THE CHEDI THAT FOUN & WAT PIAWAT @ MUANG KHOUN
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Not far away from the chedi, was another historic site of Muang Khoun known as Wat Piawat. This was an ancient temple that formed part of the ancient city of Muang Khoun. There were many temples during the glory of Muang Khoun but almost all other than Wat Piawat has been completely destroyed during the Vietnam war. The degree of damages that devastated Moung Khoun was so great that almost all the ancient ruins and temples were wiped out as a consequences of the heavy bombardment during the war. I wonder if the war did not happened in Lao PDR, Muang Khoun's ancient ruins could be as massive as the one in Ayutthaya, Thailand. Taking a brief tour around Wat Piawat,it was observed that the walls of the temple were all damaged with few pillars sighted still standing within the temple structure. The large sitting Buddha structure with most parts of it still intact with some parts were seen slightly damaged. This could be one of the mystery and wonders of how the Buddha structure could have stood the test of the war possibly due to the holiness of the temple itself.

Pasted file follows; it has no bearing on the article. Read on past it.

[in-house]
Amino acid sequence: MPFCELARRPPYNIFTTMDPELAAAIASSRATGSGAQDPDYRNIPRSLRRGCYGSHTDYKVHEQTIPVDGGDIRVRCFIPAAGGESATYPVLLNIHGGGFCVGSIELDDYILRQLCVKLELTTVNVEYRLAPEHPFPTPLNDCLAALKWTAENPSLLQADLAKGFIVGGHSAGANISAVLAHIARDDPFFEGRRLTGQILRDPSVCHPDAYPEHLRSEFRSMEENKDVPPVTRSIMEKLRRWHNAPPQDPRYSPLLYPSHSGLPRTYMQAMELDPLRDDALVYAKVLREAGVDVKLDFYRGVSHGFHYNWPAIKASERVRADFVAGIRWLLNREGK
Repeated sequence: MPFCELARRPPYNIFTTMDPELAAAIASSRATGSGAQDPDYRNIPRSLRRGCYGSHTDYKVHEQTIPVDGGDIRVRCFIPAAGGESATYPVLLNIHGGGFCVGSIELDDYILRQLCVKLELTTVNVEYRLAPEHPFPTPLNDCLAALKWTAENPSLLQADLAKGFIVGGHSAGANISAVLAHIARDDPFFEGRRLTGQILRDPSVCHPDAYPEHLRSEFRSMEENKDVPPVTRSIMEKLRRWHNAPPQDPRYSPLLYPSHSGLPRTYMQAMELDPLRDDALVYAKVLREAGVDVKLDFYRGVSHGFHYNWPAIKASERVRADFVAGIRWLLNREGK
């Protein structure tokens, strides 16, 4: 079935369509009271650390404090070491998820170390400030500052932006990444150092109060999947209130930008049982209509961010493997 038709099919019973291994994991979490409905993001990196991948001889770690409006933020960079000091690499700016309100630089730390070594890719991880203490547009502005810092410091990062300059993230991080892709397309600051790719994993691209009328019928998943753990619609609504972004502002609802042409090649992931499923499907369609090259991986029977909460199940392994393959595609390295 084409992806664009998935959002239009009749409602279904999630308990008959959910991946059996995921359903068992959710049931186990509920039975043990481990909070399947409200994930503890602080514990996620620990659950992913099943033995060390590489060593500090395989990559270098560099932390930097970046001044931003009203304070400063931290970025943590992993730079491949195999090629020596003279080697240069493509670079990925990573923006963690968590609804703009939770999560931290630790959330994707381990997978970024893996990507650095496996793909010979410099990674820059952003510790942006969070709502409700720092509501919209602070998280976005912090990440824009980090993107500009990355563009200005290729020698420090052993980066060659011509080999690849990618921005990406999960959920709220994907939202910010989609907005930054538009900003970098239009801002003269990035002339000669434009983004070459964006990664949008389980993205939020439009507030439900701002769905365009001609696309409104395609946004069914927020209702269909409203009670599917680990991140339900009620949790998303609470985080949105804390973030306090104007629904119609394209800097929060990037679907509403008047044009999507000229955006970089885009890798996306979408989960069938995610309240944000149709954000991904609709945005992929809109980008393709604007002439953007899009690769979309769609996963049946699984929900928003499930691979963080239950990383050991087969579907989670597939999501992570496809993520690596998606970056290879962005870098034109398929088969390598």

From Moung Khoun, the journey continued on to visit the mysterious Plain of Jars. There were 3 sites to visit. As Muang Khoun was located nearest to Jar Site 3, our first stop was the latter. The Plain of Jar Site 3 was one of the more remote site of which it was located within a large rice field area. To get there, we first has to passed through a long winding dusty pathways that crossed over some villages and finally reached the end of the road. Once Yee Yang parked his bike, we walked through the rice field area for possibly 500 metres before reaching the Plains of Jars Site 3. In all the 3 sites visited including the Site 3 over here, there were many small square concrete blocks with red and white markings on left and right of it with the word (MAG-the Mines Advisory Group, an NGO that provide assistance to the locals in removing unexploded ordnance). If the white marking is on the left of the concrete block, that signify the pathways on the left was safe from unexploded ordnance. If the red marking is on the right, that signify that the right pathways was filled with unexploded ordnance. This Jars site 3 was located on a higher ground surrounded by lush trees and rice fields. It was not a huge site but there were quite a number of jars found scattered around the area under the trees. The height of the jars at this Site 3 was observed to be of different sizes from low to average high and some were already broken. One of the significant experience to note here that the scene on the background of this site was serene and wonderful overlooking a massive rice fields with mountain landscapes surrounded it. A search over Wikipedia noted that archaeologists who did a study on how did the jars came into existence,it was widely believed that these jars were being used as urns to keep bodies of dead people which was known as a practice in ancient India as well as the royals of the South East Asia countries such as Thailand, Laos and Cambodia. There was also a theory created that the jars were used to collect rain water by travellers on caravan during their journey while other theory included a Lao King created the jars to brew traditional liquor to celebrate his victory. Despite all the theories, the mystery of Plains of Jars remained unanswered.